I couidn't immediately identify. Nothing 
elaborate or fancy, either— just plain va- 
nilla—and good oid-fashloned workman- 
ship. I began to beiieve that when Ralph 
Bilal toid you something, you had better 
believe it. My confidence was increasing 
by I he moment. 

Assembly 

The instructions include diagrams, 
step-by-step assembly comments^ arid a 
final tuneup procedure. After reading and 
rereading the instructions [somethif^g ( 
seldom do because the drawirtgs are 
clear, but in this case the antenna compo 
nents seemed so different in size and 
shape From anything I had ever seen be- 
fore that I figured that I had better read 
them carefully^ I began the assembly. 
Surprisingly, it went smoothly and with- 
out any probiems at ail: a new first for mei 
Everything fit into place and all the holes 
lined up perfectly with no bending, bind- 
ing, or mismatches anywhere. 

Good heavens! So thaVs what this 

thing looks like! {See photoj I couldn't 
imagine anything that ever looked less 
like an antenna! Oh. well, Ralph has been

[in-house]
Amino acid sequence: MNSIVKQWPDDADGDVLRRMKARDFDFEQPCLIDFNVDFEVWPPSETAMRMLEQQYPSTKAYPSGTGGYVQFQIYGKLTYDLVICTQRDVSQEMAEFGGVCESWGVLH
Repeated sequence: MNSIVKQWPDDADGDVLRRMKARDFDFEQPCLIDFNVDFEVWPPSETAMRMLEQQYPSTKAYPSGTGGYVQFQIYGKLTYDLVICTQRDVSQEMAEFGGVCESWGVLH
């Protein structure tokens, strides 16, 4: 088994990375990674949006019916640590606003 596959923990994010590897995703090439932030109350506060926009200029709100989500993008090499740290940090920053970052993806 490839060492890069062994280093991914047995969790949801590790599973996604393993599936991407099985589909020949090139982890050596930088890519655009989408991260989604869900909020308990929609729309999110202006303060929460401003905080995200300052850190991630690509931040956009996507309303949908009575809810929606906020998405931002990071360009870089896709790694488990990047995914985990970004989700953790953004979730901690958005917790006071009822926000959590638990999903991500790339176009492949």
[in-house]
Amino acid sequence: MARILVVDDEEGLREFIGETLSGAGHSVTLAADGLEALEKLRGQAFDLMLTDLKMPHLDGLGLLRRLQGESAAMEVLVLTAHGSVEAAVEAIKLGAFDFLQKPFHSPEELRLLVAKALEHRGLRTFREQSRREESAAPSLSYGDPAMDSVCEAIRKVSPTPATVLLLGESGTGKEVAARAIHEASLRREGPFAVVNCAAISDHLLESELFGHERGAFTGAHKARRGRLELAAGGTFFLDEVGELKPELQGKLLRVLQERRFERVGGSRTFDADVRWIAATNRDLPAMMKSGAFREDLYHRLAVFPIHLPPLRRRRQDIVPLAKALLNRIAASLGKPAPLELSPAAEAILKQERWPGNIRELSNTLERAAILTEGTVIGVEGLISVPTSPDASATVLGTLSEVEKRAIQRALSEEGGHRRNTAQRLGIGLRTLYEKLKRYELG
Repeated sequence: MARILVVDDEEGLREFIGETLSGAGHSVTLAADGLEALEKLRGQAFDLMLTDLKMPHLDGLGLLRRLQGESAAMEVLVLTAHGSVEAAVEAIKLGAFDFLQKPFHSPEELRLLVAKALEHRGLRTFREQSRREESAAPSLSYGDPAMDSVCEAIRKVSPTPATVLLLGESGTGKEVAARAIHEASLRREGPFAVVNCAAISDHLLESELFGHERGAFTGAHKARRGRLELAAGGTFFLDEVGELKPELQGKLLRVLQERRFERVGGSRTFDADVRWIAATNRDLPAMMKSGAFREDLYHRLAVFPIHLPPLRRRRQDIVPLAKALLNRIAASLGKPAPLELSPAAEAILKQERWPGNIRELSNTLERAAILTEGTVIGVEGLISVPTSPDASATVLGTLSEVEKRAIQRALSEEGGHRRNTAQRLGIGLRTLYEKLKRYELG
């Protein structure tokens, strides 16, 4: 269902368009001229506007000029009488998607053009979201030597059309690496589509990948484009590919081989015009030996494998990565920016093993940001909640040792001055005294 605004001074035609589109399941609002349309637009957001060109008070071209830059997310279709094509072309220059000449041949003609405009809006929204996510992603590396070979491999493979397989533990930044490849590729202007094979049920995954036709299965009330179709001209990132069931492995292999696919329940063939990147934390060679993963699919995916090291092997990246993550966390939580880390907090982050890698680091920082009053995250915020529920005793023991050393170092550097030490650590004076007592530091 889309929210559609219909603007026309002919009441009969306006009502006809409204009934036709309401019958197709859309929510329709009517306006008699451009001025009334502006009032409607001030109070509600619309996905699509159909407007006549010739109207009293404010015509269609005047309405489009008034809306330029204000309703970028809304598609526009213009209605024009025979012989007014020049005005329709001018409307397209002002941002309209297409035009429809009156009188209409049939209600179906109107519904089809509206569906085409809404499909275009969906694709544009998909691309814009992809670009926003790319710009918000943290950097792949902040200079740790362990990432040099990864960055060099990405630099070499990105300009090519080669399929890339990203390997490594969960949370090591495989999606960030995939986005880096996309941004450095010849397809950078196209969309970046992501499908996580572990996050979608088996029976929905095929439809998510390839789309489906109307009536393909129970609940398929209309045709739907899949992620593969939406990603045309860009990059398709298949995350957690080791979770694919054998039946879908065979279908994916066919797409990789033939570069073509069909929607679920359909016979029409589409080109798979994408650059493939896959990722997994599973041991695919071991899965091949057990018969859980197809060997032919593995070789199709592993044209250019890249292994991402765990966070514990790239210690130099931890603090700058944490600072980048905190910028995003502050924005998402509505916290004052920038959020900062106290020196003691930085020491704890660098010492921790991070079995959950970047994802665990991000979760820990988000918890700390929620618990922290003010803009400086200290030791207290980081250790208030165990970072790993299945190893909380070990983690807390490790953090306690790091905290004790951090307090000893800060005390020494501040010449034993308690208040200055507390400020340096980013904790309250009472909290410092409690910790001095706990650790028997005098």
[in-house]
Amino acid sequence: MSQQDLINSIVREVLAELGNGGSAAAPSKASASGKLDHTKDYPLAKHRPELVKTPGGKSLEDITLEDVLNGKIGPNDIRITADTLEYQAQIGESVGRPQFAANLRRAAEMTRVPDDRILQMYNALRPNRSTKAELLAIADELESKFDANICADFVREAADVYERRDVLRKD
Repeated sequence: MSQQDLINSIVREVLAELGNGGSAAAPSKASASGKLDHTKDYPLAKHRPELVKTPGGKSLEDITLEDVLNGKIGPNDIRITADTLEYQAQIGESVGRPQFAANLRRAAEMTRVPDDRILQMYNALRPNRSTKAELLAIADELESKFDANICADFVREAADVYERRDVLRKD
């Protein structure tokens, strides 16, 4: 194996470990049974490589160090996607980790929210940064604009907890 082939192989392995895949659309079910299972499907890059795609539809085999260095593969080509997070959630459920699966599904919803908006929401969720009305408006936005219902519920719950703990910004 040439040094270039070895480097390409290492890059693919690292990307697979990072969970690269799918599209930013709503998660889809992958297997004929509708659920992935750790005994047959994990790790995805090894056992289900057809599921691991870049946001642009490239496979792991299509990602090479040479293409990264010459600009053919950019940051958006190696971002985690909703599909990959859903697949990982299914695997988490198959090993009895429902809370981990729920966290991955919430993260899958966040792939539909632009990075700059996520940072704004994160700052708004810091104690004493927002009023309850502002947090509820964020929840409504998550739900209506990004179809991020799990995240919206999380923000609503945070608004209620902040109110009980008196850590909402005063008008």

at this for over five years, so I had better 
trust him. He knows more about this thing 
than I do. 

The 'far'" ends of the parallel rods were 
pre-driiied to accept typical TV-mounting 
hardwarei and the hardware itself was In- 
cluded^ U-boits, washers^ nuts, and plates 
of good, plated quaiity. Even the plastic 
bar had a dowei inserted In one end for re- 
inforcement—the result of experience 
and cut-and-try engineering. 

The instructions suggested mounting 
the antenna on a short length of IV* "-di- 
ameter TV-mast tubing, and I fust hap- 
pened to have a five-foot length in the ga- 
rage. I mounted the Isotron "antenna" to 
the TV mast with the help of my %Yl who 
held things straight while I tightened the 
clamps. After all was square and aiigned, I 
did the final tightening of the hex nuts, 
and there it was! Clearly, something dif- 
ferent. 

The weight was negligible and the wind 
loading laughable. Gosh, this thing could 
fit on top of almost any chimney bracket, 
on a mast alongside a trailer, or even In 
the shack in the middle of the floor! Yep,